Annoying things parents say on secondary school admissions day

school girl Most families will receive their secondary school news by email from midnight on Monday 3 March

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Tutors have been hired and fired, houses bought and sold, religious services regularly attended. The anxiety is nearly over and parents in England are finally finding out which state secondary school their children will be attending from September.

But secondary school admissions is an emotive business and can lead to some sticky moments with other families. Here are eight annoying things parents say or do:

1. Celebrating in the playground.

A measure of decorum is required for Monday's playground encounters. Public displays of relief and glee from parents who have secured desirable school places for their children is not de rigeur. Particularly for those who are in anything but a celebratory mood. The fate-deciding emails are scheduled to arrive in inboxes from midnight, so there should be plenty of time for celebrating families to get the cheering and back-patting out of the way before drop-off.

2. "We would have been very happy for Freddie to go the local state school."

Actions speak louder than words. If that were true, why fork out thousands of pounds a year on private school fees? Especially when Freddie won't be able to walk to school - with the friends in his road. A well-meant comment, no doubt. Designed to add no further provocation to the niggling paranoia of parents taking the state school route that Tom might not do quite as well as Freddie. Annoying nonetheless.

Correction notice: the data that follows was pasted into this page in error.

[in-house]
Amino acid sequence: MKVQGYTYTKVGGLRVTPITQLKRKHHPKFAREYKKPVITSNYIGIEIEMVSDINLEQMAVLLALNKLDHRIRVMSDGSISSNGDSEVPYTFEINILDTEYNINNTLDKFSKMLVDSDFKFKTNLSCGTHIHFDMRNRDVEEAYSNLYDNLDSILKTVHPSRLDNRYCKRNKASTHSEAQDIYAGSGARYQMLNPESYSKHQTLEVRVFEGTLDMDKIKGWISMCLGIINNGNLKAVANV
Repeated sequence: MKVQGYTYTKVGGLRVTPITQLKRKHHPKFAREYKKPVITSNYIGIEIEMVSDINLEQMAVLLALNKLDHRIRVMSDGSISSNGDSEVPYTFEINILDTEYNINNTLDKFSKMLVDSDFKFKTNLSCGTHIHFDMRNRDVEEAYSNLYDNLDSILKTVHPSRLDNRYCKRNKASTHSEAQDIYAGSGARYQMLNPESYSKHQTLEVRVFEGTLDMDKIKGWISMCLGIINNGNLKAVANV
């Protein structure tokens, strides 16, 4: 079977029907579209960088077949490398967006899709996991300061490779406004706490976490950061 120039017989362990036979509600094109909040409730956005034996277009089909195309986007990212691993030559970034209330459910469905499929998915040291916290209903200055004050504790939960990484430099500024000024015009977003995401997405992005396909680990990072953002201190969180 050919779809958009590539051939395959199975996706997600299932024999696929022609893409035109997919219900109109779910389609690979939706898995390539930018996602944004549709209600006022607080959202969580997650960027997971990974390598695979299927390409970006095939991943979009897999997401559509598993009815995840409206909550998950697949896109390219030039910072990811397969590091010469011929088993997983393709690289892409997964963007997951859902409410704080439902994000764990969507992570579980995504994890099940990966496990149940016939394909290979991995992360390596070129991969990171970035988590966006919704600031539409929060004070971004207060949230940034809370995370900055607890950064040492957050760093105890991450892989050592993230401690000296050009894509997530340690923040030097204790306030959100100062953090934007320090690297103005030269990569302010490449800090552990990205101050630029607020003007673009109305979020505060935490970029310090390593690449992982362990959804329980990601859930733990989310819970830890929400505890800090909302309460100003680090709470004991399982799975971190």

3. Dropping the faith.
family in church "We'd be here anyway... honestly."

For some, regular attendance at church or synagogue has been motivated less by religious fervour than a need to make it onto the recognition-radar of the vicar, priest or rabbi. It's worked - Halleujah! - he or she has signed the forms and you're in. But admitting to this phoney attendance in general playground banter is a sure way to annoy everyone - believers and non-believers alike.

4. Boasting on Facebook.

"We're so proud of Jonny - he was in the top 10 for the most competitive grammar school in town. Oh, and that's on top of the part-funded scholarship he was awarded for the independent school." All credit to Jonny, but this kind of post is unlikely to get very many likes from those whose children are embarking on a less sure-footed path to academic success.

5. Moving back.

The reality is that, under the sibling priority rule in England, parents could move to the moon having got a first-born child into a desirable (non-academically selective) school and still get places for their younger children. But parents who have moved house for a specific catchment area may find they get a frosty reception from old friends and neighbours if they move back to a former neighbourhood - with the better school places in the bag.

6. Sending a celebratory text to a friend...
receiving a text "Well actually, I'm not celebrating."

Only to find that this friend is not a happy bunny at all. But you were convinced Sangeeta would have got in too! One way or another though, it didn't work out for them, so that text "Lets celebr8. Coffee at mine X" was a bit premature.

7. Criticising a friend's decision.

In jest or in pique, having a friend criticise the choices made for one's child is bound to cause offence. It may mean a friendship is never quite the same again. Fair or not fair, tutoring, going private, moving, attending religious services are all strings to the secondary school place bow.

8. Letting disappointment show.

Time for that good old stiff British upper lip! Kids have an uncanny way of picking up on parents' inner concerns. It's good for them if their parents are positive about the institution where they will spend many a, hopefully happy, hour. And research has suggested a supportive family background is what really counts. Besides, who wants to give ammunition to other parents with a penchant for Schadenfreude?

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